Don’t miss this show. Come down and see it this Saturday from 10am to 5pm. 617 11th Ave. S.W., Lower Level. 403 206 9942. www.jarvishallfineart.com
Truth and Lies
Calgary-based painter Carl White finds it amusing that Herodotus, a fifth century BC Greek historian, is known as both the father of history and, ironically, of lies. It is well known that he could not resist telling a good story, even — and, one suspects, especially — if it was not true.
White’s new body of work features fragments of different points in history, but like Herodotus, he’s no stickler for accuracy. “I am not so interested in whether the stories are true,” he says, “I’m interested in whether they resonate with us in some way.”
His disregard for facts seems contradictory considering his fascination with history, stemming from an intense curiosity as a child and a quest for truth. But the tactic of using lies to reveal a deeper human truth should not surprise us — after all, isn’t that what myths, legends, fables and folklore are for?
Istoria is an art historian’s treasure trove: Rich in iconography and mythological narratives, it has a way of teasing history buffs, providing them with visual cues and hints in the titles of what they are looking at, without giving it away. This level of ambiguity relieves his work of the pretentiousness that might normally be associated with this type of art.
Featuring what appears to be Greek or Roman portrait busts and majestic equestrian horses with ghostly remnants of the riders that once rode them, White’s paintings are essentially artifacts that speak to us through the layers of paint — ones that have become so intertwined it is almost impossible to determine where one begins and another one ends.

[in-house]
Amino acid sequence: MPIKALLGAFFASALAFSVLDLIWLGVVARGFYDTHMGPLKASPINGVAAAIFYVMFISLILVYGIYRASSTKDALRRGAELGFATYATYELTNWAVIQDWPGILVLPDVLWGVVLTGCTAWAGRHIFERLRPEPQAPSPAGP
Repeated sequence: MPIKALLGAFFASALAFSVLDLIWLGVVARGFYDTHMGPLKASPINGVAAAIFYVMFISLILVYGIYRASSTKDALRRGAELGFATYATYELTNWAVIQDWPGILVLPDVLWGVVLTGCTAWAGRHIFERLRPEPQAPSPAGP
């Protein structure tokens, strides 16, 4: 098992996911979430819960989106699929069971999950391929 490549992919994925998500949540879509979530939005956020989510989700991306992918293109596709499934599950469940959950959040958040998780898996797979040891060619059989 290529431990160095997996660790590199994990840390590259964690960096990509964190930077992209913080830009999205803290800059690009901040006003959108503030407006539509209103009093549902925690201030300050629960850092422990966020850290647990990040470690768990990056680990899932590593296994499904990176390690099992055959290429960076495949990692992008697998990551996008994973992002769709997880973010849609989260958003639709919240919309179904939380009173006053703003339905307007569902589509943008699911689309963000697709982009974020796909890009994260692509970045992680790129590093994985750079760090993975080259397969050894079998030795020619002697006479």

Like walking through Roman ruins, one can imagine the artifacts in that heyday. But White has no interest in displaying them in a flattering light.
“Perfection is boring,” he says. “I came to the realization that there’s a difference between making pretty pictures and making art.”
Plato and Aristotle believed that for a piece of art to hold significance or persuasion for an audience, it must be grounded in “verisimilitude,” meaning how much something resembles truth, reality or likeness to nature. White’s art is certainly grounded in this, but he sees little merit in realism for realism’s sake:
“What’s the point of mimicking reality, when I can just go and see the real thing and it is so much better than a rendition of it?” Instead, he believes in creating images that transcend; in other words, images where the whole equals more than the sum of its parts.
Full of dualities and paradoxes — fantasy versus reality, evil versus good, historic versus modern, pristine versus tarnished, defeat versus triumph, aggressive versus fragile, White’s pieces serve as a reminder of what we are all capable of being. In his paintings’ frailty and imperfections, we see our own humanity, and in their beauty and grandeur, we see our — perhaps as of yet — undiscovered potential.
But despite the rich allegorical and historical references, White’s work is unmistakably contemporary in its execution. The subject matter may evoke painters of another era, but his expressive brushstrokes, spontaneous and at times violent splashes of exuberant colours, glossy finishes and drips of paint left to their own devices, along with his signature scriptural markings, are White’s — and White’s alone.
When asked about his process, the artist says he paints quickly. “Each layer feeds the next. I see the skin of the canvas as paint. Just as we humans pick up wrinkles, scars and bruises on our skin as we go through life, so do these works of art.”
Believing wholeheartedly in the integrity of the line, White strives to paint in an authentic way, but says this requires a willingness to not see the works as precious. For him, it is the act of painting that is important, not the painting itself. This explains his carefreeness in applying an almost Jackson Pollock approach in his final layers, without regard for spoiling the image beneath. Letting go of this attachment generates an authentic energy that would not be possible with even the slightest apprehension.
A pragmatist at heart, White acknowledges that true authenticity is tough to achieve, especially when you factor in real life and the fact that he has to be able to sell and live off his art, but nevertheless it’s that conscious intent that drives him to continually reinvent himself as an artist.